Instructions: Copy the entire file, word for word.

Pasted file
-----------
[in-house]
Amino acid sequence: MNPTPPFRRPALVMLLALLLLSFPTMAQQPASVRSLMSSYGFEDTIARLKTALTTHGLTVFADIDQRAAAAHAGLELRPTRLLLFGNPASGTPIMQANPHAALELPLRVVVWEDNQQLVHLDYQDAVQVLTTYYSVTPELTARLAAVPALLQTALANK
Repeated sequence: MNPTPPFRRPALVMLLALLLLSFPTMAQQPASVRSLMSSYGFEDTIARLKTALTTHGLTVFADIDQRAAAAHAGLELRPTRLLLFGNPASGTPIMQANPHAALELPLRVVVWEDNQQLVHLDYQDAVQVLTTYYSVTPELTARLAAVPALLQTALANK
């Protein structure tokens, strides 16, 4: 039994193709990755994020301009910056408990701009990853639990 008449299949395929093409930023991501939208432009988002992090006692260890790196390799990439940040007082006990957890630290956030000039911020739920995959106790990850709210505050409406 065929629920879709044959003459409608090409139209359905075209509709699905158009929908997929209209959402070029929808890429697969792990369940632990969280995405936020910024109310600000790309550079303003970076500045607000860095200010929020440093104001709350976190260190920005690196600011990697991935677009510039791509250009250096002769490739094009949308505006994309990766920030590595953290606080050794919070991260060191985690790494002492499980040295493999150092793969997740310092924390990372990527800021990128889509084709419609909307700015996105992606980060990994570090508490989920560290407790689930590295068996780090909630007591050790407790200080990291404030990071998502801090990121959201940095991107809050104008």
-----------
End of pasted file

[in-house]
Amino acid sequence: MNPTPPFRRPALVMLLALLLLSFPTMAQQPASVRSLMSSYGFEDTIARLKTALTTHGLTVFADIDQRAAAAHAGLELRPTRLLLFGNPASGTPIMQANPHAALELPLRVVVWEDNQQLVHLDYQDAVQVLTTYYSVTPELTARLAAVPALLQTALANK
Repeated sequence: MNPTPPFRRPALVMLLALLLLSFPTMAQQPASVRSLMSSYGFEDTIARLKTALTTHGLTVFADIDQRAAAAHAGLELRPTRLLLFGNPASGTPIMQANPHAALELPLRVVVWEDNQQLVHLDYQDAVQVLTTYYSVTPELTARLAAVPALLQTALANK
């Protein structure tokens, strides 16, 4: 039994193709990755994020301009910056408990701009990853639990 008449299949395929093409930023991501939208432009988002992090006692260890790196390799990439940040007082006990957890630290956030000039911020739920995959106790990850709210505050409406 065929629920879709044959003459409608090409139209359905075209509709699905158009929908997929209209959402070029929808890429697969792990369940632990969280995405936020910024109310600000790309550079303003970076500045607000860095200010929020440093104001709350976190260190920005690196600011990697991935677009510039791509250009250096002769490739094009949308505006994309990766920030590595953290606080050794919070991260060191985690790494002492499980040295493999150092793969997740310092924390990372990527800021990128889509084709419609909307700015996105992606980060990994570090508490989920560290407790689930590295068996780090909630007591050790407790200080990291404030990071998502801090990121959201940095991107809050104008």